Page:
Through the first third of the season, the Washington Capitals are atop the NHL standings.
As of Wednesday afternoon, the Capitals were 16-4-6 and had the most points in the league at 38, tied with Florida and Toronto and one point ahead of Metropolitan Division foe New York Rangers.
Being near the top of the standings isn’t unfamiliar for the Capitals, who have been first or second in their division in every season since 2014-15 and in 13 of the last 14 years. But with an aging roster and multiple injuries, Washington having the league’s most points through 26 games would have been a surprise to some before the season.
Here are four reasons the Capitals are a first-place team through the first third of the season:
1. Full strength
The Capitals have been one of the league’s best teams at five-on-five.
As of Wednesday afternoon, they led the NHL in full strength goals with 69. That total puts the Capitals on pace for 217 goals at full strength — the most in the NHL since the league began tracking that data in 2009-10.
Additionally, the Capitals’ 3.5 goals per game rank fifth in the league and second in the Eastern Conference. That rate would be the team’s highest since 2009-10 when the Capitals scored 3.82 goals per contest. They’re also the only squad in the NHL to be top five in goals per game and goals allowed per game (2.46, fifth).
One of the biggest reasons they’ve had success at full strength is the team’s forecheck.
“If your defense is good, I feel like we’re going to generate those chances [on offense],” Capitals coach Peter Laviolette said Monday after the team’s shootout win over Anaheim.
Few teams have been forced to dip into the well as much as Laviolette has this season.
Twenty-three players have scored for the Capitals — second in the NHL behind Vegas’ 24. Washington had 22 goal scorers all of last season.
Several of those scorers are youngsters who found the back of the net for the first time in their NHL careers. Eight rookie-eligible players have registered a point for the Capitals this season, one of the highest marks in the league and a surprising fact considering Washington entered the season with one of the oldest rosters in the NHL.
But due to several injuries at forward — most notably Nicklas Backstrom (hip, long-term injured reserve) and Anthony Mantha (shoulder, IR) — the Capitals have frequently called up players from the farm. Additionally, the team is now in the middle of a small coronavirus situation, as three players — Nic Dowd, Trevor van Riemsdyk and Garnet Hathaway — are in the league’s COVID-19 protocol.
“We talked about it a little bit, but we haven’t made any excuses on why we can’t be successful,” Laviolette said Monday about missing players due to injury and COVID-19. “So it’s a credit to the players and the guys in the room, no matter who puts on the jersey for any given game, they have responded.”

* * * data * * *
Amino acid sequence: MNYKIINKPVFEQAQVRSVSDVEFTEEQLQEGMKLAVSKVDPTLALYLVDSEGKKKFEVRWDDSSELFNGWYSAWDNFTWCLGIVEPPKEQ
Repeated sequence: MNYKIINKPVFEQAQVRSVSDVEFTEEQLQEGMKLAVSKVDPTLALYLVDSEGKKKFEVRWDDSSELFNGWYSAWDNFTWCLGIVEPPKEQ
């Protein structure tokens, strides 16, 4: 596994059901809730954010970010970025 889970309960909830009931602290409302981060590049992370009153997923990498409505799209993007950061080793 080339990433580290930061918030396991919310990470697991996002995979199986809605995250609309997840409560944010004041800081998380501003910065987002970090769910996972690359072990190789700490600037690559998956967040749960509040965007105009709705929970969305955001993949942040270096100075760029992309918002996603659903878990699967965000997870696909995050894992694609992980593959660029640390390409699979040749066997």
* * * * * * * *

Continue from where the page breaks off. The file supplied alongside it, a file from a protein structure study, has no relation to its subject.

3. Pleasant surprises
One of the main reasons the team has exceeded its preseason projections is the fact that multiple players are performing better than expected.
Most notable among them is center Evgeny Kuznetsov, who has returned to form this season after an underwhelming 2020-21 campaign. The 29-year-old has stepped up to the first line, alongside Alex Ovechkin and Tom Wilson, in place of Backstrom and is on pace for a career year. Through 26 games, Kuznetsov has tallied eight goals and 20 assists and is on pace for a career-high 88 points.
Maybe the biggest surprise is the emergence of rookie defenseman Martin Fehervary, who is playing alongside veteran blueliner John Carlson. Fehervary is playing a little over 19 minutes a game and has more than held his own with 42 blocks and 71 hits.
In goal, Ilya Samsonov has emerged as the team’s No. 1 goalie. Samsonov was expected to be the team’s top goalie this summer, but Vitek Vanecek outperformed him in the preseason and earned the start in eight of the team’s first 12 games. But Samsonov, who boasts a career-high .916 save percentage, has started eight of the last 10 contests, and his 11-1-1 record in goal is tops in the league.
4. ‘The Great 8’
Saving the best for last, Ovechkin is performing at the level he played at a decade ago.
Between setting records basically every week, Ovechkin is second in the NHL in goals with 20 and tied for fifth in assists with 21. His 41 points put him third in the league, only two behind Edmonton stars Leon Draisaitl and Connor McDavid.
No player in NHL history age 36 or older has reached 20 goals faster than Ovechkin did this fall, and his assist total is more than he had in 45 games last season or 68 contests the year prior. Now 16 goals behind Jaromir Jagr for third all-time, Ovechkin has scored on 18% of his shots — by far the highest of his career and more than twice the league average of 8.8%.
His 82-game pace of 129 points would be a career-high by 17.
While the team’s success at full strength, depth and play from its other key players all matter, having Ovechkin playing at an MVP-caliber level is arguably the main reason the team is atop the NHL standings.